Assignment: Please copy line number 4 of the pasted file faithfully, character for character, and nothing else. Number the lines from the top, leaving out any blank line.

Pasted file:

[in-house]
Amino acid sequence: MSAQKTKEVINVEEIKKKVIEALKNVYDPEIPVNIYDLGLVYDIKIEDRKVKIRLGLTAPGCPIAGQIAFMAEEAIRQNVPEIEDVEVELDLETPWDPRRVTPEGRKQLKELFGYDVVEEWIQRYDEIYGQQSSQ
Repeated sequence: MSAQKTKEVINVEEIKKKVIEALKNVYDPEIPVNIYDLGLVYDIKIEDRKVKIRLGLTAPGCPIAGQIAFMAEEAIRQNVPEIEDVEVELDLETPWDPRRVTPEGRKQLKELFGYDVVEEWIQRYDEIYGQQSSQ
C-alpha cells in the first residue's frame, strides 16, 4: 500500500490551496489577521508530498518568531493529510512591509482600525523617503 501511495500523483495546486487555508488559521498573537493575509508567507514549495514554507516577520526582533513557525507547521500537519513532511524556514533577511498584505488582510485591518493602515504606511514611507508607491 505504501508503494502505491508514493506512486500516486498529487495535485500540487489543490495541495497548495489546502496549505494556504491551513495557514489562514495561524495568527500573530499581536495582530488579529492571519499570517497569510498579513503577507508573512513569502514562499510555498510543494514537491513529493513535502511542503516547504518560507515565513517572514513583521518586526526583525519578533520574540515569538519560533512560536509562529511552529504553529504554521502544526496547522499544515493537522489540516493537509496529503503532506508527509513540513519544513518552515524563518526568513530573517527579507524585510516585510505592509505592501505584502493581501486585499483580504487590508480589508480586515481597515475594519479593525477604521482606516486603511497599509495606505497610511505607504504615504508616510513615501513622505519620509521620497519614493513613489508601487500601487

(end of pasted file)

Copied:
C-alpha cells in the first residue's frame, strides 16, 4: 500500500490551496489577521508530498518568531493529510512591509482600525523617503 501511495500523483495546486487555508488559521498573537493575509508567507514549495514554507516577520526582533513557525507547521500537519513532511524556514533577511498584505488582510485591518493602515504606511514611507508607491 505504501508503494502505491508514493506512486500516486498529487495535485500540487489543490495541495497548495489546502496549505494556504491551513495557514489562514495561524495568527500573530499581536495582530488579529492571519499570517497569510498579513503577507508573512513569502514562499510555498510543494514537491513529493513535502511542503516547504518560507515565513517572514513583521518586526526583525519578533520574540515569538519560533512560536509562529511552529504553529504554521502544526496547522499544515493537522489540516493537509496529503503532506508527509513540513519544513518552515524563518526568513530573517527579507524585510516585510505592509505592501505584502493581501486585499483580504487590508480589508480586515481597515475594519479593525477604521482606516486603511497599509495606505497610511505607504504615504508616510513615501513622505519620509521620497519614493513613489508601487500601487